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Shadow Sight by E. J. Stevens

Shadow Sight - E.J. Stevens

Set in a northeastern port city, Harborsmouth, Ivy Granger, psychic detective, tackles the supernatural. Ivy has this little twitch – she can’t touch anything or anyone without having a vision, which entails reliving the strongest memories imprinted on that item or person. Along with her best friend Jinx, they set up a private eye business sometime ago. Now, the two are hired by a demon, Forneus, to solve the mystery of the many human livers found floating around the harbor.

This was a fast-paced and fun urban fantasy steeped in mythology. Ivy is in her mid-20s and has worked hard to do the best with what she has. She can see the fae in their numerous forms due to her fairy sight and she can use her psychometry to relive past events when she touches items or people (though she doesn’t really enjoy doing this). In fact, one of my few quibbles with the book is that it is beaten into the reader for perhaps half the book that Ivy does not like to touch people or things and we’re told why again and again. I was quite glad once the repetition on this point was over. Other than that, Ivy is a fun character to follow around on this adventure.

The plot itself involves tons of beings from myth, which is way cool. We have a Red Cap, a kitchen brownie, a witch or two, some trolls, vampires, several water folk (like the Kelpies), and plenty more. In this particular story, one set of baddies are the each uisge, which I had never heard of. So, there was entertainment and education going on, which is never a bad combination.

While Ivy and Jinx are figuring out the mystery, and then the solution to the mystery, Ivy keeps bumping into little hints about her past and her own nature. Now, here is my second tiny quibble – Ivy was so dense about these hints concerning herself that I kind of wanted to give her a little shake and spell it out on a big white board for her. While I can appreciate she was distracted with the big bad mystery, there were also decent periods of quiet and reflection and she didn’t connect the dots. I thought this was a little out of place for her personality, one that is skeptical and always questioning.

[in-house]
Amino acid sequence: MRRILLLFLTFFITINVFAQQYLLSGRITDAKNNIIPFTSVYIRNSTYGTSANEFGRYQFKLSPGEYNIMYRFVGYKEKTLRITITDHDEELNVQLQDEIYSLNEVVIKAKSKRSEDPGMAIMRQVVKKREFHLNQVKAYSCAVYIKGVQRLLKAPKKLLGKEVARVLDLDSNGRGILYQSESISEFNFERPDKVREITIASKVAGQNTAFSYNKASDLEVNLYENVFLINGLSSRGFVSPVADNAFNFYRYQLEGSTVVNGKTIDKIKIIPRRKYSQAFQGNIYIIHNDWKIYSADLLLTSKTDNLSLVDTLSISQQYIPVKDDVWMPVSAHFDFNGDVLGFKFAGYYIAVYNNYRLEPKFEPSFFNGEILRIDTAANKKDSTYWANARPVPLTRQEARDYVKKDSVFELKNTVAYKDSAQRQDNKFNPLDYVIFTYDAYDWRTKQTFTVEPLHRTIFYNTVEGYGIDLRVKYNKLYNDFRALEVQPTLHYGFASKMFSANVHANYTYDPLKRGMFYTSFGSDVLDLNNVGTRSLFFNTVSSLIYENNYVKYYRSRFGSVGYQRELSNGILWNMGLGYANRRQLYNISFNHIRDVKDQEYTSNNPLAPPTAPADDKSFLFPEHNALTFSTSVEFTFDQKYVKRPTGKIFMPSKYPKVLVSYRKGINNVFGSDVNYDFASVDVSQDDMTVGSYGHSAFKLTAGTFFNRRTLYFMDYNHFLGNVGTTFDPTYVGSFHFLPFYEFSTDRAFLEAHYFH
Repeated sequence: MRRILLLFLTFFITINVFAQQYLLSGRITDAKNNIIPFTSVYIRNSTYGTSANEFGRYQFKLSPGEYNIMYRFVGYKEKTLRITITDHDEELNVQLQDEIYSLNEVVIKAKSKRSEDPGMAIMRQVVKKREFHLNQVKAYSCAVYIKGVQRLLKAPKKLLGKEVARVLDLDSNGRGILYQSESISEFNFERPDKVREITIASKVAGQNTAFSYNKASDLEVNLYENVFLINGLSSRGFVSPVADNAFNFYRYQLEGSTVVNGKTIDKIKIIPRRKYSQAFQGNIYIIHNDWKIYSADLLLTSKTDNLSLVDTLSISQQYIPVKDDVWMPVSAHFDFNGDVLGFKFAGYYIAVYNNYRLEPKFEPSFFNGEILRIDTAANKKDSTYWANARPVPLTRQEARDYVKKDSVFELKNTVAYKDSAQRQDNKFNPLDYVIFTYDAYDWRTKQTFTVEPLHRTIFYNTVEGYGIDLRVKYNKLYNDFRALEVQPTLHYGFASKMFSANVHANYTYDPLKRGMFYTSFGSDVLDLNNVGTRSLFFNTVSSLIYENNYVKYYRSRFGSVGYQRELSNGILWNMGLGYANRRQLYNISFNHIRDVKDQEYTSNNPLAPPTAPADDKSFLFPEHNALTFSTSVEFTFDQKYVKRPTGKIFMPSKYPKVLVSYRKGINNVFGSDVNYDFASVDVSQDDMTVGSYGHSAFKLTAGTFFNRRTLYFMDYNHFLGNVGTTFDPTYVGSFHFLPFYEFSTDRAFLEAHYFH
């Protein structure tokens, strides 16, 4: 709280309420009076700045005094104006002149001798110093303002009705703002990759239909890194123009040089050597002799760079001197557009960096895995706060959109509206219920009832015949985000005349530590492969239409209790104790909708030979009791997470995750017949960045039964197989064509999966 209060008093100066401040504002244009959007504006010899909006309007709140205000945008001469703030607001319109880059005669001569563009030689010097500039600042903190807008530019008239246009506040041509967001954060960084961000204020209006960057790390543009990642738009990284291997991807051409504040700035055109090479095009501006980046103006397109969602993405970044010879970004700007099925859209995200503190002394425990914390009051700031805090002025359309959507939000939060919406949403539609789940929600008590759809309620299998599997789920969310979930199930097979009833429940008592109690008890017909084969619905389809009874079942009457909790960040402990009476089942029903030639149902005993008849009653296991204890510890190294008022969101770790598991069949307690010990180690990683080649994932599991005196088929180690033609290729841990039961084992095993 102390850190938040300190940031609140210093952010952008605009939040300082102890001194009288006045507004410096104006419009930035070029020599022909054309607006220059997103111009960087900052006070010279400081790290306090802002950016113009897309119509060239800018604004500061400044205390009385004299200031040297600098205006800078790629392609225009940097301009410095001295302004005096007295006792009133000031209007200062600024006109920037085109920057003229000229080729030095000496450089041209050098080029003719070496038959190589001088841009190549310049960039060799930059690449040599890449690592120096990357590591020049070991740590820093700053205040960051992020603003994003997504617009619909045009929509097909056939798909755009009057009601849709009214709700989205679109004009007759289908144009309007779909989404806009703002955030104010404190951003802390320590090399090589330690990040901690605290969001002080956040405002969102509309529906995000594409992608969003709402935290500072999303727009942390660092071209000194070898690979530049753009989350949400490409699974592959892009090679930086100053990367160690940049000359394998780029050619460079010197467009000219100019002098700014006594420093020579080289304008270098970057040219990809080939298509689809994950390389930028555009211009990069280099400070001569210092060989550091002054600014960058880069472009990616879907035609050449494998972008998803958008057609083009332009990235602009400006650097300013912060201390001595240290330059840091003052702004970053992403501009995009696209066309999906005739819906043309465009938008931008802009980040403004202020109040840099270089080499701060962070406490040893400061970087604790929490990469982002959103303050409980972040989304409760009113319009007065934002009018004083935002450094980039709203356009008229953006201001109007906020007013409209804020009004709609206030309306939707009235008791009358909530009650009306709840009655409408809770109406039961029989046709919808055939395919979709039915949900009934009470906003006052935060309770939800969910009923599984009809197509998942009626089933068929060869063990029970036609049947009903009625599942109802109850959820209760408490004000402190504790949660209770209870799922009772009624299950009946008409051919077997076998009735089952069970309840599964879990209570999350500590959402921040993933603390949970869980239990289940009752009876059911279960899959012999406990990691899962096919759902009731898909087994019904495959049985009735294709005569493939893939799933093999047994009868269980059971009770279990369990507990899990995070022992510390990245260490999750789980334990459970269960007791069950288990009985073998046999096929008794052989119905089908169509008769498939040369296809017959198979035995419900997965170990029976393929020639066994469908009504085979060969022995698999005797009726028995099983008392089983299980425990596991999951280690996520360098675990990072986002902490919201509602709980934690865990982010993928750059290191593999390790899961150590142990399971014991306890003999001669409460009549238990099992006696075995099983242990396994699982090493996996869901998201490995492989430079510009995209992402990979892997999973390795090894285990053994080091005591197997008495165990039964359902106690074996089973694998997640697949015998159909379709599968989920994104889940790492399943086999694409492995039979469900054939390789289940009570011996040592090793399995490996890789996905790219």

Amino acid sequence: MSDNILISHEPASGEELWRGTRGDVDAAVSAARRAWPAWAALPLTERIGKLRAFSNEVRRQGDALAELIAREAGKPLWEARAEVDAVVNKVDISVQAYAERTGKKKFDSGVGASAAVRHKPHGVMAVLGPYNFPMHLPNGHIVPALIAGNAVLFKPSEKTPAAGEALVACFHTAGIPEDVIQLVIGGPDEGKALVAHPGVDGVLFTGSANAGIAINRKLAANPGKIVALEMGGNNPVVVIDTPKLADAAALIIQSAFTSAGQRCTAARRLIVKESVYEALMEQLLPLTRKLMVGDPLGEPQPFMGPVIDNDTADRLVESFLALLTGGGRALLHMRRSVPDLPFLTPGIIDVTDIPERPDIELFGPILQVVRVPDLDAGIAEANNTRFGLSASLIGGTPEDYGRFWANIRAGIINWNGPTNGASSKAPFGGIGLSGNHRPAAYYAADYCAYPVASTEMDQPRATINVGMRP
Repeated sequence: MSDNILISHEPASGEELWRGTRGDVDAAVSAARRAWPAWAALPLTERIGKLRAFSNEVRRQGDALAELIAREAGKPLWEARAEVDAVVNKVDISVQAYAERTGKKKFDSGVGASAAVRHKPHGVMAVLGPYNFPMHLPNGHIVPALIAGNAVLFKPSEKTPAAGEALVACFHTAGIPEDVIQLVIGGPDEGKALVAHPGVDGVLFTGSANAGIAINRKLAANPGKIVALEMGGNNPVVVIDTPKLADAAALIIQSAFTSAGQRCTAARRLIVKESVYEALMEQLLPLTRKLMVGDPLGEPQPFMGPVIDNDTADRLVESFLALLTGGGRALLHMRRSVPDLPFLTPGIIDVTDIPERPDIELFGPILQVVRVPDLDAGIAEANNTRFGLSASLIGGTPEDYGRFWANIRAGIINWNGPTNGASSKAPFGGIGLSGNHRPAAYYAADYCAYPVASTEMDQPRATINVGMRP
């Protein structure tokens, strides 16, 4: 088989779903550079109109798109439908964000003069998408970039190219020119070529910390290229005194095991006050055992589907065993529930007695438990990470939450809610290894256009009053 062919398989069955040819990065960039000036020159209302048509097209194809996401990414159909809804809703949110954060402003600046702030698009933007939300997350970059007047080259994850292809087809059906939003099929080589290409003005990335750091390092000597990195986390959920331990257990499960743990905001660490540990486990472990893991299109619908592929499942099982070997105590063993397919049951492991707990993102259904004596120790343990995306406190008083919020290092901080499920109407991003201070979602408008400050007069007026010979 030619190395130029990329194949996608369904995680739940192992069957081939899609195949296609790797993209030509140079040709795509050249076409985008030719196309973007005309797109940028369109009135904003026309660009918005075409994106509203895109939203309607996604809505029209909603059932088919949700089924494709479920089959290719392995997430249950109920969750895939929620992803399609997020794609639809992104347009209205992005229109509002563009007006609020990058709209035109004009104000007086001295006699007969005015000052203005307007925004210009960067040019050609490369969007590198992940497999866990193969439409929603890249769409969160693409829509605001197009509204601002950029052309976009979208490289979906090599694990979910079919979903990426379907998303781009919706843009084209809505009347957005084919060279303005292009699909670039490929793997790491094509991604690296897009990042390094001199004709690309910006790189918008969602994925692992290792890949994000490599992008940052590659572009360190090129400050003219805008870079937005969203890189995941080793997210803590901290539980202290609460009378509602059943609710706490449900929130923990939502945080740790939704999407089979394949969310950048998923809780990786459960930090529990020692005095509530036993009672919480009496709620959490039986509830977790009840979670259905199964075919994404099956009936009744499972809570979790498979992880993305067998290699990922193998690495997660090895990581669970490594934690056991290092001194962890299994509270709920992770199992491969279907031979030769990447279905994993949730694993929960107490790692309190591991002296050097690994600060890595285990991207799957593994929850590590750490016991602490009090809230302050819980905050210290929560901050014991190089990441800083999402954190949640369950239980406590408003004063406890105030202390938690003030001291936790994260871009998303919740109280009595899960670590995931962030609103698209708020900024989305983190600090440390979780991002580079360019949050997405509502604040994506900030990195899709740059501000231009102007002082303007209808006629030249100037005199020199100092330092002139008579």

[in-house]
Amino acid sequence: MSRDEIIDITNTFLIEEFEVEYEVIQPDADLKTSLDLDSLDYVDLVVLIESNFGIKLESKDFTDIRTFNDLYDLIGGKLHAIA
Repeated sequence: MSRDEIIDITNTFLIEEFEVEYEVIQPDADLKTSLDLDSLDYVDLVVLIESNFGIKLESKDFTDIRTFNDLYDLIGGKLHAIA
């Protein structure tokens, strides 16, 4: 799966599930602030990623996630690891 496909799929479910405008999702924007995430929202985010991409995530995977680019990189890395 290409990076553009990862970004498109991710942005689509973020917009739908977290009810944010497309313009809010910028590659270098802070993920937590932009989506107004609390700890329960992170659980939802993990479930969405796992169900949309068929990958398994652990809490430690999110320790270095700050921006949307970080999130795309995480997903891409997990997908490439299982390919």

We have a lot of great characters populating the story. Marvin is a young troll that took a beating sometime in the past and Ivy makes sure he has a safe place to sleep. He also does some work for Kaye O’Shaye, a witch and Hunter that Ivy spends time with. I especially liked Hob, the witch’s kitchen brownie. He has a thing for shiny objects. Jinx, Ivy’s best friend and chief side kick, was OK. I think I need more time to bond with her. She is into shoes and hairstyles and flirting, which aren’t my things, but she makes an interesting counterpoint to Ivy.

The last hour of the book was pretty darn intense. The mystery started off with a missing Kelpie king (Ceffyr) and that comes full circle at the end. Ivy has to face some fears and do some trusting. Lots of different types of folks come together to face the main threat and many of them have different reasons to do so. It was a neatly woven web there at the end.

I received a copy of this audiobook at no cost from the author in exchange for an honest review (thanks!).

Narration: Traci Odom once again was a good voice for Ivy. She sounds like a woman who hides knives and fights for troll rights while staring down vampires. I like her girly voice for Jinx (I can picture the makeup and curls whenever she uses Jinx’s voice). She also has distinct and believable voices for all the male characters. I especially liked her supremely distressed voice for Ceffyr. She did mispronounce the word ‘chitin’ and its derivatives a handful of times, though I won’t hold this against her.